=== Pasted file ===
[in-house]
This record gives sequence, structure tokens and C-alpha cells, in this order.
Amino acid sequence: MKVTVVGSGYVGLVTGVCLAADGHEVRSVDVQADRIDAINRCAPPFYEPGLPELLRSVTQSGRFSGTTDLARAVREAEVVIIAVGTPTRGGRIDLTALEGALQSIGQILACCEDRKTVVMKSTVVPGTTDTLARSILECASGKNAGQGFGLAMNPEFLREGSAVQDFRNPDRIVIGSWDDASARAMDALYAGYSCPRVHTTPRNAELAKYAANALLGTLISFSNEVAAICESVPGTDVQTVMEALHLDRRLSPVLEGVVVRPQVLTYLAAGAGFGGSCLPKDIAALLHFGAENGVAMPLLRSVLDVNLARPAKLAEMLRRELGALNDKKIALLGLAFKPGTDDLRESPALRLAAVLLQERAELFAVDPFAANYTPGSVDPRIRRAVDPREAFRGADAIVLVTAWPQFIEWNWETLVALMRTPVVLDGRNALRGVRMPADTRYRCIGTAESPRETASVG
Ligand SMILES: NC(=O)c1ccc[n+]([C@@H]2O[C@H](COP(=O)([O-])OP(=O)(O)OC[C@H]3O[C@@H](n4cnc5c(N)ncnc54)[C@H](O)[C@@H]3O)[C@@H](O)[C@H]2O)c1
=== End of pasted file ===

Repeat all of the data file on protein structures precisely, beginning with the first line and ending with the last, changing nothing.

[in-house]
This record gives sequence, structure tokens and C-alpha cells, in this order.
Amino acid sequence: MKVTVVGSGYVGLVTGVCLAADGHEVRSVDVQADRIDAINRCAPPFYEPGLPELLRSVTQSGRFSGTTDLARAVREAEVVIIAVGTPTRGGRIDLTALEGALQSIGQILACCEDRKTVVMKSTVVPGTTDTLARSILECASGKNAGQGFGLAMNPEFLREGSAVQDFRNPDRIVIGSWDDASARAMDALYAGYSCPRVHTTPRNAELAKYAANALLGTLISFSNEVAAICESVPGTDVQTVMEALHLDRRLSPVLEGVVVRPQVLTYLAAGAGFGGSCLPKDIAALLHFGAENGVAMPLLRSVLDVNLARPAKLAEMLRRELGALNDKKIALLGLAFKPGTDDLRESPALRLAAVLLQERAELFAVDPFAANYTPGSVDPRIRRAVDPREAFRGADAIVLVTAWPQFIEWNWETLVALMRTPVVLDGRNALRGVRMPADTRYRCIGTAESPRETASVG
Ligand SMILES: NC(=O)c1ccc[n+]([C@@H]2O[C@H](COP(=O)([O-])OP(=O)(O)OC[C@H]3O[C@@H](n4cnc5c(N)ncnc54)[C@H](O)[C@@H]3O)[C@@H](O)[C@H]2O)c1